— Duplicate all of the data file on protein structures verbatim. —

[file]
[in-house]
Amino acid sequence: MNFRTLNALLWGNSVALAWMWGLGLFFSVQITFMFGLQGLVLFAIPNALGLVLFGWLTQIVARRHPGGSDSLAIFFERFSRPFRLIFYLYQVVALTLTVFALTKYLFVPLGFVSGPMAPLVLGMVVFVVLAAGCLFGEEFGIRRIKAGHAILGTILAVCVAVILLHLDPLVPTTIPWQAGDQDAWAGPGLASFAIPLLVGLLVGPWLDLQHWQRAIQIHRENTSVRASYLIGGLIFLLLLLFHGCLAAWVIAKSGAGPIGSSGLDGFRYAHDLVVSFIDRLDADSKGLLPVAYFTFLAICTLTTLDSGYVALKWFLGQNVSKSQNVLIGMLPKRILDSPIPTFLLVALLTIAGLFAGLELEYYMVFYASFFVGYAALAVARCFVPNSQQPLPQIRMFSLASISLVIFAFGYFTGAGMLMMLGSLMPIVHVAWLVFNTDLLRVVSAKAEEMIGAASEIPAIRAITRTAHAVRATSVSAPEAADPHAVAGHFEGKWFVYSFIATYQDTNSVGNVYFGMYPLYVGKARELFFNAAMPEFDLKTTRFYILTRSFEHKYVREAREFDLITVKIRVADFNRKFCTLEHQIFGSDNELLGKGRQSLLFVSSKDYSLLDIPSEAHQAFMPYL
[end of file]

[in-house]
Amino acid sequence: MNFRTLNALLWGNSVALAWMWGLGLFFSVQITFMFGLQGLVLFAIPNALGLVLFGWLTQIVARRHPGGSDSLAIFFERFSRPFRLIFYLYQVVALTLTVFALTKYLFVPLGFVSGPMAPLVLGMVVFVVLAAGCLFGEEFGIRRIKAGHAILGTILAVCVAVILLHLDPLVPTTIPWQAGDQDAWAGPGLASFAIPLLVGLLVGPWLDLQHWQRAIQIHRENTSVRASYLIGGLIFLLLLLFHGCLAAWVIAKSGAGPIGSSGLDGFRYAHDLVVSFIDRLDADSKGLLPVAYFTFLAICTLTTLDSGYVALKWFLGQNVSKSQNVLIGMLPKRILDSPIPTFLLVALLTIAGLFAGLELEYYMVFYASFFVGYAALAVARCFVPNSQQPLPQIRMFSLASISLVIFAFGYFTGAGMLMMLGSLMPIVHVAWLVFNTDLLRVVSAKAEEMIGAASEIPAIRAITRTAHAVRATSVSAPEAADPHAVAGHFEGKWFVYSFIATYQDTNSVGNVYFGMYPLYVGKARELFFNAAMPEFDLKTTRFYILTRSFEHKYVREAREFDLITVKIRVADFNRKFCTLEHQIFGSDNELLGKGRQSLLFVSSKDYSLLDIPSEAHQAFMPYL